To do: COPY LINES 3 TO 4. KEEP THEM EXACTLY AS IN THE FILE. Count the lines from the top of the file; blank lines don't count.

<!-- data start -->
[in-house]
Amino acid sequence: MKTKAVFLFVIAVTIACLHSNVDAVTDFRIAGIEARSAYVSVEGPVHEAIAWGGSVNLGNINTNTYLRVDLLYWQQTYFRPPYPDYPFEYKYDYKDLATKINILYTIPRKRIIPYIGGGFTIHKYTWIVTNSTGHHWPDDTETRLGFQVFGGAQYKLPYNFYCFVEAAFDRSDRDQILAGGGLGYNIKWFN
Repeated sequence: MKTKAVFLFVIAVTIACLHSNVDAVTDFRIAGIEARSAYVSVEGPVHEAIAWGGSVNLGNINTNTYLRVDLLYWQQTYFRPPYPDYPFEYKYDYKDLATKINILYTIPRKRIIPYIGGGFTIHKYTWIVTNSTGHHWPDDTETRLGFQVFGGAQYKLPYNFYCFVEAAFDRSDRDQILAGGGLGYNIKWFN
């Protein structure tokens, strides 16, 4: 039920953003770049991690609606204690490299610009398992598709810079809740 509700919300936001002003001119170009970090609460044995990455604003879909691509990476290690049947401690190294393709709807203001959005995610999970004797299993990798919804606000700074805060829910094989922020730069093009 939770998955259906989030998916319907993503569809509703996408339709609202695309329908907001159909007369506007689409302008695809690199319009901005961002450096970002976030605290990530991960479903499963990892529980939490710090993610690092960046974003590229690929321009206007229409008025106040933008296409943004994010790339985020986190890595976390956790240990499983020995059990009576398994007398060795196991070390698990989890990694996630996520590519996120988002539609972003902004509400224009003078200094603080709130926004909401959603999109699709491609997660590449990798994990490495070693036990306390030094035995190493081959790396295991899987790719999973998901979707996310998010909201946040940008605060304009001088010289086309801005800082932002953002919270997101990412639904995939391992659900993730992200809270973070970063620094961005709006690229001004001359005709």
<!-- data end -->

Repeated sequence: MKTKAVFLFVIAVTIACLHSNVDAVTDFRIAGIEARSAYVSVEGPVHEAIAWGGSVNLGNINTNTYLRVDLLYWQQTYFRPPYPDYPFEYKYDYKDLATKINILYTIPRKRIIPYIGGGFTIHKYTWIVTNSTGHHWPDDTETRLGFQVFGGAQYKLPYNFYCFVEAAFDRSDRDQILAGGGLGYNIKWFN
């Protein structure tokens, strides 16, 4: 039920953003770049991690609606204690490299610009398992598709810079809740 509700919300936001002003001119170009970090609460044995990455604003879909691509990476290690049947401690190294393709709807203001959005995610999970004797299993990798919804606000700074805060829910094989922020730069093009 939770998955259906989030998916319907993503569809509703996408339709609202695309329908907001159909007369506007689409302008695809690199319009901005961002450096970002976030605290990530991960479903499963990892529980939490710090993610690092960046974003590229690929321009206007229409008025106040933008296409943004994010790339985020986190890595976390956790240990499983020995059990009576398994007398060795196991070390698990989890990694996630996520590519996120988002539609972003902004509400224009003078200094603080709130926004909401959603999109699709491609997660590449990798994990490495070693036990306390030094035995190493081959790396295991899987790719999973998901979707996310998010909201946040940008605060304009001088010289086309801005800082932002953002919270997101990412639904995939391992659900993730992200809270973070970063620094961005709006690229001004001359005709």